Meditation helps to counter our tendency to stop paying attention to new information in our environment. Other studies have found that mindfulness meditation can reduce mind-wandering and improve attention.
Larger randomized controlled trials are still needed to understand how meditation might work with other treatments to help people manage attention-deficit disorders.
Long-term, consistent meditation mindfulness changes our ability to handle stress in a better, more sustainable way.
8 more ideas
Things and people that are potentially threatening command attention. Our survival instincts form our fascination with the stories of true crime.
Upon hearing an incident of danger or disaster, our brain's part called the amygdala, that is responsible for emotions, memory and survival tactics is stimulated. It signals our frontal cortex region of the brain to evaluate and interpret the data, invoking the ‘fight or flight’ response.
As humans, we want to know the psychology of the bad people, who are also supposedly just as human as we are.
This creates a curiosity to know more about the deranged, criminal mind, and the other aspects of the scenario, like solving a jig-saw puzzle.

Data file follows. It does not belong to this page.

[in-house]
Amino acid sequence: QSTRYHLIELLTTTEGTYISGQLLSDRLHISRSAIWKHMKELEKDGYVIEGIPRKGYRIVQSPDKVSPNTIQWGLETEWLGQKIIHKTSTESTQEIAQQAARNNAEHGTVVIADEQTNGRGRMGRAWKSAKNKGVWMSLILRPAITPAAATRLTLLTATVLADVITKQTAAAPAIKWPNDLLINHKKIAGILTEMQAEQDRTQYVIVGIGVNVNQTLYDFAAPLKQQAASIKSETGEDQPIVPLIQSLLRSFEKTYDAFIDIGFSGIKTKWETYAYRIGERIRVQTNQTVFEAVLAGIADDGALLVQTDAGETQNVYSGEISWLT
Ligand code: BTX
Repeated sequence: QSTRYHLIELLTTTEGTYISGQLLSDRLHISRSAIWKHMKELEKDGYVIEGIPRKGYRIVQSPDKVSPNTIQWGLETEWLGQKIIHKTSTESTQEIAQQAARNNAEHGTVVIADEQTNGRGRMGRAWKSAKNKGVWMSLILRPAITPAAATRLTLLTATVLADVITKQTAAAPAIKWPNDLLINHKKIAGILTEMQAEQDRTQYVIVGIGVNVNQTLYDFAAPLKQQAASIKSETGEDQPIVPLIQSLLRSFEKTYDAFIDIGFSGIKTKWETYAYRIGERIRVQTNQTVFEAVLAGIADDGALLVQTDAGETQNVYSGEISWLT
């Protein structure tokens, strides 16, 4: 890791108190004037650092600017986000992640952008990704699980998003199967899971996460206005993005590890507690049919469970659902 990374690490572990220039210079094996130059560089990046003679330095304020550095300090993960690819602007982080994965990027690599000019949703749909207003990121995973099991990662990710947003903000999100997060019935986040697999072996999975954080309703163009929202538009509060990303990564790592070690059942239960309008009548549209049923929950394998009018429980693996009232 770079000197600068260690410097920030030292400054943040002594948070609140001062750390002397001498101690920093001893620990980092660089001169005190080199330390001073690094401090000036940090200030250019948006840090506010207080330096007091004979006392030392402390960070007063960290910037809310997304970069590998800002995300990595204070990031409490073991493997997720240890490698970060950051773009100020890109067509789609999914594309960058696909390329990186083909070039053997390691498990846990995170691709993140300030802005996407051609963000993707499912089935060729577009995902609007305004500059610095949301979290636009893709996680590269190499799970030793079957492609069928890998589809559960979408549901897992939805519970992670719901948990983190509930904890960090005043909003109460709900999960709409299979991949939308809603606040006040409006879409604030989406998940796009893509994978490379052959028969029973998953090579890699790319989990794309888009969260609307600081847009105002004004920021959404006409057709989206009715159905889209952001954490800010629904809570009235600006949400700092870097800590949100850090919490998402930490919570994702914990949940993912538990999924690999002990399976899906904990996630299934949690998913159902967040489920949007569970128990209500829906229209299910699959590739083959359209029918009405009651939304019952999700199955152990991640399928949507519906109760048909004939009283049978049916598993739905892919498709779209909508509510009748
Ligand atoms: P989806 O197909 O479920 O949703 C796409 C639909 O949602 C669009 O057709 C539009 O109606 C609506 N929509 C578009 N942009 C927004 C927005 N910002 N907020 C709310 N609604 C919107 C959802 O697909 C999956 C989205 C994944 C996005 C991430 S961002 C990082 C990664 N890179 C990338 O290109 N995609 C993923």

3 more ideas
We have made advances in understanding how the brain works and how it affects human behavior. But no one is able to explain how all this results in feelings, emotions, and experiences.
For much of the 20th century, consciousness was not a serious topic for "serious science." That has changed. The problem of consciousness is a scientific dilemma.
For one, consciousness is unobservable. We know consciousness exists through our immediate awareness of our own feelings and experiences. But you can't look in the head of someone else to see their feelings and experiences.
When we are dealing with data, we can do experiments to test whether what we observe matches the hypothesis. But we are dealing with the unobservable data of consciousness.
The best scientists can do is to correlate unobservable experiences with observable processes. For example, the feeling of hunger is associated with visible activity in the brain's hypothalamus.
But collecting correlations does not explain why conscious experiences correspond with brain activity.
4 more ideas